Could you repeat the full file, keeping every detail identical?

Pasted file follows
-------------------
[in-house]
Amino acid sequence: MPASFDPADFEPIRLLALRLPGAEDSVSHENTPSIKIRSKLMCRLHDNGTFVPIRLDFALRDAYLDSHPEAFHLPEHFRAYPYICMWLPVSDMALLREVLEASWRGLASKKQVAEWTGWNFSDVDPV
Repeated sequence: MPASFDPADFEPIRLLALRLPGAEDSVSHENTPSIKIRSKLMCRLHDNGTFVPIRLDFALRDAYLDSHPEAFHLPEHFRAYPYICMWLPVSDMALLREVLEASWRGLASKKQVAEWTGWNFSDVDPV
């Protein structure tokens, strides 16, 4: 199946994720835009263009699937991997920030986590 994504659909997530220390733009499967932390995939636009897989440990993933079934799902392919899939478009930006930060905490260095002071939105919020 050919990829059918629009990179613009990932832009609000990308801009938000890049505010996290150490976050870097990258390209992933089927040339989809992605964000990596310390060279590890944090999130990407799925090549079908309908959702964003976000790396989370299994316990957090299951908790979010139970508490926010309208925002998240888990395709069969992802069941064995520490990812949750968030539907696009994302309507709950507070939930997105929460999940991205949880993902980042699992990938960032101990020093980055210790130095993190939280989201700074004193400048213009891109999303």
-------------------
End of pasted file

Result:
[in-house]
Amino acid sequence: MPASFDPADFEPIRLLALRLPGAEDSVSHENTPSIKIRSKLMCRLHDNGTFVPIRLDFALRDAYLDSHPEAFHLPEHFRAYPYICMWLPVSDMALLREVLEASWRGLASKKQVAEWTGWNFSDVDPV
Repeated sequence: MPASFDPADFEPIRLLALRLPGAEDSVSHENTPSIKIRSKLMCRLHDNGTFVPIRLDFALRDAYLDSHPEAFHLPEHFRAYPYICMWLPVSDMALLREVLEASWRGLASKKQVAEWTGWNFSDVDPV
């Protein structure tokens, strides 16, 4: 199946994720835009263009699937991997920030986590 994504659909997530220390733009499967932390995939636009897989440990993933079934799902392919899939478009930006930060905490260095002071939105919020 050919990829059918629009990179613009990932832009609000990308801009938000890049505010996290150490976050870097990258390209992933089927040339989809992605964000990596310390060279590890944090999130990407799925090549079908309908959702964003976000790396989370299994316990957090299951908790979010139970508490926010309208925002998240888990395709069969992802069941064995520490990812949750968030539907696009994302309507709950507070939930997105929460999940991205949880993902980042699992990938960032101990020093980055210790130095993190939280989201700074004193400048213009891109999303």